Annoying Job Interview Tactics Candidates Do to Make Recruiters Hire Them

3 min read
Female applicant showing bad job interview antics in front of two female interviewers

Every candidate wants to get to the shortlist and win their much-coveted job. They’ll give their 101% best to convince the hiring manager they’re worthy of the position. But there are some candidates who get so competitive they end up doing things that upset recruiters. Are you preparing for your job interview? You’d better market yourself right – and don’t commit these bad job interview antics:

Guilt-tripping the hiring manager

guilt-tripping: bad job interview antics
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Telling your prospective employer you “badly” need the job will lead your application straight to the trash bin. According to Business Insider contributors, Jacquelyn Smith and Áine Cain, candidates who carry a “lot of baggage” mostly turn into problem employees.

Should you cry and beg for the recruiter to consider you in the job? No. Don’t ever think about it.

Misspellings on your resume

misspellings: bad job interview antics
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One of the common bad job interview antics is sending your future employer a resume with misspellings. You don’t want to show up with bad impression already planted into your rep, do you? Yes, you’re a human that makes mistakes, but it won’t hurt if you proofread your resume before sending it to your potential recruiter.


lying: bad job interview antics
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This is a no brainer. Lying is one of the bad job interview antics that instantly turn off hiring managers. Sure you want to secure good impression points, but that doesn’t mean you’ll make up stories. That’s a total turn off!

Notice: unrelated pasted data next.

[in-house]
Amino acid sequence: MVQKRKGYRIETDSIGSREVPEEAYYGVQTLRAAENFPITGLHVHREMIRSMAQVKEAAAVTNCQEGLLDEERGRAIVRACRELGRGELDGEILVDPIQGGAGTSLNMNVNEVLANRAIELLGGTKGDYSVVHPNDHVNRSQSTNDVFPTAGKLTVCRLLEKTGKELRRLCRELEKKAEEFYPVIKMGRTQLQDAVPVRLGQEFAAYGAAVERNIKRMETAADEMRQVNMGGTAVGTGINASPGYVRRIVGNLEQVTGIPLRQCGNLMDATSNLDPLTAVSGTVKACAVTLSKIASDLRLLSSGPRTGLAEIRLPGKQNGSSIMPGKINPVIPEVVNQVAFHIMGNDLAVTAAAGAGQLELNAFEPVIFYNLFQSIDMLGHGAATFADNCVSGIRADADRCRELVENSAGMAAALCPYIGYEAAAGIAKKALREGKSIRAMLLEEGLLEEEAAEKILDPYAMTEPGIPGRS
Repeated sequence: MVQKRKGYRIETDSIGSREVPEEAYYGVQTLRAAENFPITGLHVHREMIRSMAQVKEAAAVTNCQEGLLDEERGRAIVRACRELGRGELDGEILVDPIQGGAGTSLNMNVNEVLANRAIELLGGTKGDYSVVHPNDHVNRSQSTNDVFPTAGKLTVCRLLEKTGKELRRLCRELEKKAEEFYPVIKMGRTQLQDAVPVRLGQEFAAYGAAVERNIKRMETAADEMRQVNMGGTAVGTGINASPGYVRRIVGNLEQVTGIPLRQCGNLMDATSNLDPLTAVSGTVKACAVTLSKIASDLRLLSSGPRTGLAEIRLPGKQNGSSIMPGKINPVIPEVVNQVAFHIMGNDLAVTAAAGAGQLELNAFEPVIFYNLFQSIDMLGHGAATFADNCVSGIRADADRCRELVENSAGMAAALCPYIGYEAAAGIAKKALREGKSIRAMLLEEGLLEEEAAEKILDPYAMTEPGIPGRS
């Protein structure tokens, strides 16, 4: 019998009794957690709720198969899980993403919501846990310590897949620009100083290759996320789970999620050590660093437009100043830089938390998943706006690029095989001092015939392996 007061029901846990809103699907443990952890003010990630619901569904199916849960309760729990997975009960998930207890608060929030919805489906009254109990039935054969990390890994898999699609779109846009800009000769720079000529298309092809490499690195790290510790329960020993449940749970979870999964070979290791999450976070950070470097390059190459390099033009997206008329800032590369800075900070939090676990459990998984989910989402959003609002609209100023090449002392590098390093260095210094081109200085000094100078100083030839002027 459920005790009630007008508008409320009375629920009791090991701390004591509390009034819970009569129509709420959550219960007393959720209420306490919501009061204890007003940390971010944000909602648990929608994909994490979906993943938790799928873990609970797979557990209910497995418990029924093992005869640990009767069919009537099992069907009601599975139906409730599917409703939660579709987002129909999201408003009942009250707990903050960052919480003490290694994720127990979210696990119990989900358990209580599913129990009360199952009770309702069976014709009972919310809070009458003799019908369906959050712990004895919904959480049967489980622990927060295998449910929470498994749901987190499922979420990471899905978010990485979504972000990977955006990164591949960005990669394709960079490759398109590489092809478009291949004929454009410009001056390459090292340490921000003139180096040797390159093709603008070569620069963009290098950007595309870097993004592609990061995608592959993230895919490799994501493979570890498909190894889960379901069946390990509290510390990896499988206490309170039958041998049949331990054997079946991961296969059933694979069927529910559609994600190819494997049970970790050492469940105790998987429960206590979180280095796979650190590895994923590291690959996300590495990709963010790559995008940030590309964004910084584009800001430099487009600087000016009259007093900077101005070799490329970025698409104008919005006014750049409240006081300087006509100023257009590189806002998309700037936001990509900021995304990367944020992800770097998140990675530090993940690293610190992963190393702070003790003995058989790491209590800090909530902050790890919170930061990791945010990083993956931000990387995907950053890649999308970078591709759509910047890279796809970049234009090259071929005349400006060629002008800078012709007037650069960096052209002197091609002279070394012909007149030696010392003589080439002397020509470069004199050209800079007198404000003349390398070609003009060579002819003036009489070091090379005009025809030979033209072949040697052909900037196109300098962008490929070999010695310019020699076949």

Exaggerating your credentials

exaggerating your credentials: bad job interview antics
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It’s as same as lying, but worse. Some candidates make up stories, exaggerating their achievements to impress hiring managers. If you think this tactic will work, don’t dare to try. Most of superiors in your industry will smell this fishy lie in the first minute of the interview.

Talking negatively about previous employers

talking negatively: bad job interview antics
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Complaining about your past job, former colleagues, and previous employer may sound fine to your friends or family – but not to your future employer. It’s still considered as “bad-mouthing,” which will leave an impression that you’re difficult to deal with.

Learn from these bad job interview antics and you’ll succeed at selling your skills to your prospective employer without looking rude or arrogant. For more job interview tips and advice, head to our blogs page. You may also want to check our full list of the top 10 resume writers you can entrust your job search tools with. Good luck!
Source: Business Insider
Photo by Tim Gouw from Pexels